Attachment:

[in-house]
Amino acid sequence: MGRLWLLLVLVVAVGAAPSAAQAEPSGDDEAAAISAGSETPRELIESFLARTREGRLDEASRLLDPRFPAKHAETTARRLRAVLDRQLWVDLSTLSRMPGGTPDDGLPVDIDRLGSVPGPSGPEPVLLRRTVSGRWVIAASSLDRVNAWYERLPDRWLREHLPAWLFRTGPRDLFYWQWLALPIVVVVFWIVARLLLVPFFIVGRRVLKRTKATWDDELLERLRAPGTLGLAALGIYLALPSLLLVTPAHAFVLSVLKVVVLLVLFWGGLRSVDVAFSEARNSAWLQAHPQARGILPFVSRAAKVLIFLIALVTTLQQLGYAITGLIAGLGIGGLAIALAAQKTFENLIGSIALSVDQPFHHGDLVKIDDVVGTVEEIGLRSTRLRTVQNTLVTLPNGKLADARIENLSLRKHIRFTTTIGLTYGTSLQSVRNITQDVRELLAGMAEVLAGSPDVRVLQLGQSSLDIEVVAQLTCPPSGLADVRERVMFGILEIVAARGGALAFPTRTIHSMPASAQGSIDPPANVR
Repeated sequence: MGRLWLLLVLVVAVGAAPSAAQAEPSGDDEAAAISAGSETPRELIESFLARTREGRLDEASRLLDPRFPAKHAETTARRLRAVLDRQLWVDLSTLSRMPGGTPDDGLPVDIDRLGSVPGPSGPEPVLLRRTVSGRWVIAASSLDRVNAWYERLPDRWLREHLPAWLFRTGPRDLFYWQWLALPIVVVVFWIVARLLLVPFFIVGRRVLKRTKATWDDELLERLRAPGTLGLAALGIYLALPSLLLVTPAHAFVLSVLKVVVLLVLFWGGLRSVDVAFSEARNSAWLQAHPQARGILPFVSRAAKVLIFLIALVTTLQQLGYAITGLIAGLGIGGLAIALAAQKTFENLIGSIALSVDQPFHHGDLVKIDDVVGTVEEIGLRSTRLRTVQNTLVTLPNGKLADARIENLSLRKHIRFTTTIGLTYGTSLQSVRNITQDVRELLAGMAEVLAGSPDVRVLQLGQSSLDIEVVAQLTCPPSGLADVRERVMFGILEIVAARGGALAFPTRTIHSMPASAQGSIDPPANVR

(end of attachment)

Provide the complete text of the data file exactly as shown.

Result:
[in-house]
Amino acid sequence: MGRLWLLLVLVVAVGAAPSAAQAEPSGDDEAAAISAGSETPRELIESFLARTREGRLDEASRLLDPRFPAKHAETTARRLRAVLDRQLWVDLSTLSRMPGGTPDDGLPVDIDRLGSVPGPSGPEPVLLRRTVSGRWVIAASSLDRVNAWYERLPDRWLREHLPAWLFRTGPRDLFYWQWLALPIVVVVFWIVARLLLVPFFIVGRRVLKRTKATWDDELLERLRAPGTLGLAALGIYLALPSLLLVTPAHAFVLSVLKVVVLLVLFWGGLRSVDVAFSEARNSAWLQAHPQARGILPFVSRAAKVLIFLIALVTTLQQLGYAITGLIAGLGIGGLAIALAAQKTFENLIGSIALSVDQPFHHGDLVKIDDVVGTVEEIGLRSTRLRTVQNTLVTLPNGKLADARIENLSLRKHIRFTTTIGLTYGTSLQSVRNITQDVRELLAGMAEVLAGSPDVRVLQLGQSSLDIEVVAQLTCPPSGLADVRERVMFGILEIVAARGGALAFPTRTIHSMPASAQGSIDPPANVR
Repeated sequence: MGRLWLLLVLVVAVGAAPSAAQAEPSGDDEAAAISAGSETPRELIESFLARTREGRLDEASRLLDPRFPAKHAETTARRLRAVLDRQLWVDLSTLSRMPGGTPDDGLPVDIDRLGSVPGPSGPEPVLLRRTVSGRWVIAASSLDRVNAWYERLPDRWLREHLPAWLFRTGPRDLFYWQWLALPIVVVVFWIVARLLLVPFFIVGRRVLKRTKATWDDELLERLRAPGTLGLAALGIYLALPSLLLVTPAHAFVLSVLKVVVLLVLFWGGLRSVDVAFSEARNSAWLQAHPQARGILPFVSRAAKVLIFLIALVTTLQQLGYAITGLIAGLGIGGLAIALAAQKTFENLIGSIALSVDQPFHHGDLVKIDDVVGTVEEIGLRSTRLRTVQNTLVTLPNGKLADARIENLSLRKHIRFTTTIGLTYGTSLQSVRNITQDVRELLAGMAEVLAGSPDVRVLQLGQSSLDIEVVAQLTCPPSGLADVRERVMFGILEIVAARGGALAFPTRTIHSMPASAQGSIDPPANVR